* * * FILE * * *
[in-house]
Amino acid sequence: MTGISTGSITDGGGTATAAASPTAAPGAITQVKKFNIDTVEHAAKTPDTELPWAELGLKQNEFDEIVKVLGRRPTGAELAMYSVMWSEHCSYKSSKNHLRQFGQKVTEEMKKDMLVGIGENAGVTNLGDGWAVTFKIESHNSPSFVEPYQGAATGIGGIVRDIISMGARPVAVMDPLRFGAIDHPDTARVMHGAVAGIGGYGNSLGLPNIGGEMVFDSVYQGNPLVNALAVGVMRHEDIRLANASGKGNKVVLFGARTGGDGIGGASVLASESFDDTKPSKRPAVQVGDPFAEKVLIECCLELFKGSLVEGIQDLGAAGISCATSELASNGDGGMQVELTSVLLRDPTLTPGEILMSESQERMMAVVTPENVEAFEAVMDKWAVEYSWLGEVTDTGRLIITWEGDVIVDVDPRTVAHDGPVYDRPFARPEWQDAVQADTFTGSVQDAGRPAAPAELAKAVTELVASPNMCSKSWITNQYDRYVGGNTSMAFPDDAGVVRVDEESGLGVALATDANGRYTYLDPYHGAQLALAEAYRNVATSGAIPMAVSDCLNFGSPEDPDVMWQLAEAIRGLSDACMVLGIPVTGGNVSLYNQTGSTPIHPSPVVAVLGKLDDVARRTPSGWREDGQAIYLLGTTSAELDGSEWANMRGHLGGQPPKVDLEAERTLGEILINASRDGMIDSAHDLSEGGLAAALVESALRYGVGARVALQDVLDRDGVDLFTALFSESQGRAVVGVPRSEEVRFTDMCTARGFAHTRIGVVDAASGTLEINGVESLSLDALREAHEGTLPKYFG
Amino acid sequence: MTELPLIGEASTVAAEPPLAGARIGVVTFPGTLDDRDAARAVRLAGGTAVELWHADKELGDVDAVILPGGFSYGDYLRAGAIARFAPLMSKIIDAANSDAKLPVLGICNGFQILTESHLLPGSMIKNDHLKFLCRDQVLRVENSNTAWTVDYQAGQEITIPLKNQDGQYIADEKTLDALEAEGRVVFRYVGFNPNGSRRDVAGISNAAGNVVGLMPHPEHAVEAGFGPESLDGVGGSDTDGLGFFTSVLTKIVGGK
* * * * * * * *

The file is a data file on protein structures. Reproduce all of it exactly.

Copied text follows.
[in-house]
Amino acid sequence: MTGISTGSITDGGGTATAAASPTAAPGAITQVKKFNIDTVEHAAKTPDTELPWAELGLKQNEFDEIVKVLGRRPTGAELAMYSVMWSEHCSYKSSKNHLRQFGQKVTEEMKKDMLVGIGENAGVTNLGDGWAVTFKIESHNSPSFVEPYQGAATGIGGIVRDIISMGARPVAVMDPLRFGAIDHPDTARVMHGAVAGIGGYGNSLGLPNIGGEMVFDSVYQGNPLVNALAVGVMRHEDIRLANASGKGNKVVLFGARTGGDGIGGASVLASESFDDTKPSKRPAVQVGDPFAEKVLIECCLELFKGSLVEGIQDLGAAGISCATSELASNGDGGMQVELTSVLLRDPTLTPGEILMSESQERMMAVVTPENVEAFEAVMDKWAVEYSWLGEVTDTGRLIITWEGDVIVDVDPRTVAHDGPVYDRPFARPEWQDAVQADTFTGSVQDAGRPAAPAELAKAVTELVASPNMCSKSWITNQYDRYVGGNTSMAFPDDAGVVRVDEESGLGVALATDANGRYTYLDPYHGAQLALAEAYRNVATSGAIPMAVSDCLNFGSPEDPDVMWQLAEAIRGLSDACMVLGIPVTGGNVSLYNQTGSTPIHPSPVVAVLGKLDDVARRTPSGWREDGQAIYLLGTTSAELDGSEWANMRGHLGGQPPKVDLEAERTLGEILINASRDGMIDSAHDLSEGGLAAALVESALRYGVGARVALQDVLDRDGVDLFTALFSESQGRAVVGVPRSEEVRFTDMCTARGFAHTRIGVVDAASGTLEINGVESLSLDALREAHEGTLPKYFG
Amino acid sequence: MTELPLIGEASTVAAEPPLAGARIGVVTFPGTLDDRDAARAVRLAGGTAVELWHADKELGDVDAVILPGGFSYGDYLRAGAIARFAPLMSKIIDAANSDAKLPVLGICNGFQILTESHLLPGSMIKNDHLKFLCRDQVLRVENSNTAWTVDYQAGQEITIPLKNQDGQYIADEKTLDALEAEGRVVFRYVGFNPNGSRRDVAGISNAAGNVVGLMPHPEHAVEAGFGPESLDGVGGSDTDGLGFFTSVLTKIVGGK